Jonathan Bousfield on the Future as Imagined in 1960s Socialist Yugoslavia

How will the futuristic world of 2060 look? How far will technology have advanced, and how will those advancements affect how we live our everyday lives? These are the questions the Zagreb-based magazine Globus asked in a series of articles in 1960, when conceptualizing what advancements society would make 40 years in the future, the then far-off year of 2000. The articles used fantastical predictions about the future to highlight the technological advancements already made by the then socialist Yugoslavia. Take a trip with guide, Jonathan Bousfield, back to the future as envisioned by journalists in 1960s Yugoslavia.

panorama

Untranslatable Croatian Phrases

What’s the best way for an open-minded foreigner to get straight to the heart of another culture and get a feel for what makes people tick? Don’t just sample the local food and drink and see the major sights, perk up your ears and listen. There’s nothing that gives away the local flavor of a culture more than the common phrases people use, especially ones that have no direct translation.

Check out a quirky list of untranslatable Croatian phrases from Croatian cultural guide extraordinaire, Andrea Pisac, in the link below:

panorama

Jonathon Bousfield on the Museum of Broken Relationships

Just got out of a serious relationship and don't know what to do with all those keepsakes and mementos of your former loved one? The very popular and probably most unique museum in Zagreb, the Museum of Broken Relationships, dedicated to preserving keepsakes alongside the diverse stories of relationships gone wrong, will gladly take them. Find out how the museum got started and take an in-depth look at some of its quirkiest pieces in the link below.

panorama

Cool Things To Do in Zagreb

Zagreb is Croatia’s relaxed, charming and pedestrian-friendly capital. Check out Time Out’s definitive Zagreb guide for a diverse set of options of what to explore in the city from unusual museums to legendary flea markets and everything in between.

panorama

Jonathan Bousfield on Diocletian's Legacy in Split

Diocletian’s Palace is the main attraction in Split, the heart and soul of the city. Because of the palace, Split’s city center can be described as a living museum and it draws in the thousands of tourists that visit the city annually. But how much do we really know about the palace’s namesake who built it, the last ruler of a receding empire? Jonathan Bousfield contends that history only gives us a partial answer.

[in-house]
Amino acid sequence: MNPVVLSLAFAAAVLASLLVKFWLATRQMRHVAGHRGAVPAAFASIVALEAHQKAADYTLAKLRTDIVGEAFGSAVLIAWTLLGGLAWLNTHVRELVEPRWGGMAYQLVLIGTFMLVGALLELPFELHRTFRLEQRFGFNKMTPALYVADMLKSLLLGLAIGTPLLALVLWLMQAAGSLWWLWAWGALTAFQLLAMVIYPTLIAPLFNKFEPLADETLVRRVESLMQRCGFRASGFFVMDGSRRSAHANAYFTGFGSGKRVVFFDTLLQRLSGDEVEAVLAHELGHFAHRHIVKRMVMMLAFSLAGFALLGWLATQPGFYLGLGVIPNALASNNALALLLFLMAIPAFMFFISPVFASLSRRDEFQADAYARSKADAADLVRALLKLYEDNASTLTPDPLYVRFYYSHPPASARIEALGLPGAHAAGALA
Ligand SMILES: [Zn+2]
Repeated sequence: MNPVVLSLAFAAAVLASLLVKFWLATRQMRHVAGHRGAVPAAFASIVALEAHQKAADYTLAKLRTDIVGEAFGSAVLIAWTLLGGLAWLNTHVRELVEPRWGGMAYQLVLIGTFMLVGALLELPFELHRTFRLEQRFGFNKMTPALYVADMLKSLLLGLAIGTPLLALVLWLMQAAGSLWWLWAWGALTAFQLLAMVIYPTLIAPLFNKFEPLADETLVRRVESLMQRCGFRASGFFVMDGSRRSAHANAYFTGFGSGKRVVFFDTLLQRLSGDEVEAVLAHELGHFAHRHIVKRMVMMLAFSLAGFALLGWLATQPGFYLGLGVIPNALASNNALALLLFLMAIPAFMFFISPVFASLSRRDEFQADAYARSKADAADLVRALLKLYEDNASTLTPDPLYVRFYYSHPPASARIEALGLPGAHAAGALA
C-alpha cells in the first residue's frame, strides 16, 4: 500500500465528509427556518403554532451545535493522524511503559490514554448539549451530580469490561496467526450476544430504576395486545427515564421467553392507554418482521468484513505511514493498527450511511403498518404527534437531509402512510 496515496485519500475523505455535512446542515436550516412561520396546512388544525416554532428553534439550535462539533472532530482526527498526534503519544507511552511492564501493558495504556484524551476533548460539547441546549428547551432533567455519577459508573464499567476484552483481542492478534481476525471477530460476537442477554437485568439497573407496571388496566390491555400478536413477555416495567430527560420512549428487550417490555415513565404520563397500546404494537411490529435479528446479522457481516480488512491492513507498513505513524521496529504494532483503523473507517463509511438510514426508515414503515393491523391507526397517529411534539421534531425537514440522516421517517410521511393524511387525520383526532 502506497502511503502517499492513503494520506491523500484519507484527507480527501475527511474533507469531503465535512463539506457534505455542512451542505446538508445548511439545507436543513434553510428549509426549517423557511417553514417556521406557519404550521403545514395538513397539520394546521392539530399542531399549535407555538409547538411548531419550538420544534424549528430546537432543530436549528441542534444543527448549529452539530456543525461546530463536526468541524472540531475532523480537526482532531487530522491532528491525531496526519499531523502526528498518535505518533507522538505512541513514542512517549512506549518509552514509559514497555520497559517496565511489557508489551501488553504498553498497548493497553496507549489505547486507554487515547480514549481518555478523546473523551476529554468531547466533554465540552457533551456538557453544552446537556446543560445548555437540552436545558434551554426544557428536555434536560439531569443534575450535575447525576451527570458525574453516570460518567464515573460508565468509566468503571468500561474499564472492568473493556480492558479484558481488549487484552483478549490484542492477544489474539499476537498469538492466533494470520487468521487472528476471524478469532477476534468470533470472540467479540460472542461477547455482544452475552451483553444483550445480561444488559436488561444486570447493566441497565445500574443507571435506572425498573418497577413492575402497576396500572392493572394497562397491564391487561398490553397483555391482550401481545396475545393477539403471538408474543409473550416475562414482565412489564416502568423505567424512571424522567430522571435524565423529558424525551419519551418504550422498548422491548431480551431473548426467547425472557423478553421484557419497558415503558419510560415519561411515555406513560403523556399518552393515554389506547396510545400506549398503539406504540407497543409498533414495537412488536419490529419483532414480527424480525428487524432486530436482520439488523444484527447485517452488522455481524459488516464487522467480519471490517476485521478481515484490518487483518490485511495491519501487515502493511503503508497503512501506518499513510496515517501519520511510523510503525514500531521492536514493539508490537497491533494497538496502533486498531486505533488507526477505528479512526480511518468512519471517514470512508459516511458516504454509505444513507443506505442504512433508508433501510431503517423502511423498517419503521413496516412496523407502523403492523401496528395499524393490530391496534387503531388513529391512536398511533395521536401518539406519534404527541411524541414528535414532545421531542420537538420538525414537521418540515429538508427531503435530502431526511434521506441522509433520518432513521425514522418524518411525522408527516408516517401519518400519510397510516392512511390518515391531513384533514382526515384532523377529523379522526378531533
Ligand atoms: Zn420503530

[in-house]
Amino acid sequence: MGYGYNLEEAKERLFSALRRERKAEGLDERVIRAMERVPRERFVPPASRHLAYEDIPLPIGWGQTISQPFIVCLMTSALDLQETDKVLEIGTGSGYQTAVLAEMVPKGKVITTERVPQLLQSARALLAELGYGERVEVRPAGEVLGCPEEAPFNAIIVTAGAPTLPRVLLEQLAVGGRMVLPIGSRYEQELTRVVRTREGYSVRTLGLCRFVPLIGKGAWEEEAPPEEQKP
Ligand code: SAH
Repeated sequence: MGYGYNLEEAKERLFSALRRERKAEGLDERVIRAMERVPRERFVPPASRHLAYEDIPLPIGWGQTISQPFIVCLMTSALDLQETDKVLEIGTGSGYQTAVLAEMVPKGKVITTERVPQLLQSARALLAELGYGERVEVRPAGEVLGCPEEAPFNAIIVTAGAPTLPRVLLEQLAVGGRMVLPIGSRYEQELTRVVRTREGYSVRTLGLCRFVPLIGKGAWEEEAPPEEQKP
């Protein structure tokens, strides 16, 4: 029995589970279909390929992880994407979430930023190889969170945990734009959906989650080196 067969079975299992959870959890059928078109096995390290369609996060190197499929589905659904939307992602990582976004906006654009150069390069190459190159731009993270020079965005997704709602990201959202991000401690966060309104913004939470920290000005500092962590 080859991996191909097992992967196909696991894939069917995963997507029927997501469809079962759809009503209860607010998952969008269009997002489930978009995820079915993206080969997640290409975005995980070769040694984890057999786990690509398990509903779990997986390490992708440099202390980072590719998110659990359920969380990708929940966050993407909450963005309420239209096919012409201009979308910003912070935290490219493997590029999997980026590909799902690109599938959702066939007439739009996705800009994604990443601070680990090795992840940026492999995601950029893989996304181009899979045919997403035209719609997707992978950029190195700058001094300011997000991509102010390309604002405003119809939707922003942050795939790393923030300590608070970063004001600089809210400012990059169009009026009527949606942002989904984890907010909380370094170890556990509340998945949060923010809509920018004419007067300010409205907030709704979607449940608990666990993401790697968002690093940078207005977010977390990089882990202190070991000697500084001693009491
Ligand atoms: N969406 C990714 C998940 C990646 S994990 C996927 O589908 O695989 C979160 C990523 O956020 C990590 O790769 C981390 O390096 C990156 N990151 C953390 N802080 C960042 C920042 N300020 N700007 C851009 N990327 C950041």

interview

The Poetry of Zagreb

Cities have served as sources of inspiration, frustration, and discovery for millennia. The subject of sonnets, stories, plays, the power centers of entire cultures, hotbeds of innovation, and the cause of wars, cities are mainstays of the present and the future with millions more people flocking to them every year.

Let the poet, Zagreb native Tomica Bajsić, take you on a lyrical tour of the city. Walk the streets conjured by his graceful words and take in the gentle beauty of the Zagreb of his childhood memories and present day observation.

panorama

You Haven't Experienced Zagreb if You Haven't Been to the Dolac Market

Dolac, the main city market, is a Zagreb institution. Selling all the fresh ingredients you need to whip up a fabulous dinner, from fruits and vegetables to fish, meat and homemade cheese and sausages, the sellers come from all over Croatia. Positioned right above the main square, the colorful market is a beacon of a simpler way of life and is just as bustling as it was a century ago.

panorama

Croatian Phrases Translated into English

Do you find phrases and sayings give personality and flair to a language? Have you ever pondered how the culture and history of a place shape the common phrases? Check out some common sayings in Croatian with their literal translations and actual meanings below.

panorama

Discover Croatia's Archaeological Secrets

Discover Croatia’s rich archaeological secrets, from the well known ancient Roman city of Salona near Split or the Neanderthal museum in Krapina to the often overlooked Andautonia Archaeological Park, just outside of Zagreb, which boasts the excavated ruins of a Roman town or the oldest continuously inhabited town in Europe, Vinkovci.

panorama

Croatian Sites on UNESCO World Heritage Tentative List

A little know fact is that Croatia, together with Spain, have the most cultural and historical heritage under the protection of UNESCO, and Croatia has the highest number of UNESCO intangible goods of any European country.

panorama

Croatian National Theatre in Zagreb

The National Theater in Zagreb, Croatia’s capital, is one of those things which always finds its way to every visitor’s busy schedule.

panorama

Zagreb's Street Art

So you're visiting Zagreb and are curious about it's underground art scene? Check out this guide to Zagreb's street art and explore all the best graffiti artists' work for yourself on your next walk through the city.

panorama

Zagreb Festivals and Cultural Events

Numerous festivals, shows and exhibitions are held annually in Zagreb. Search our what's on guide to arts & entertainment.

Authors' pages

Književna Republika Relations PRAVOnaPROFESIJU LitLink mk zg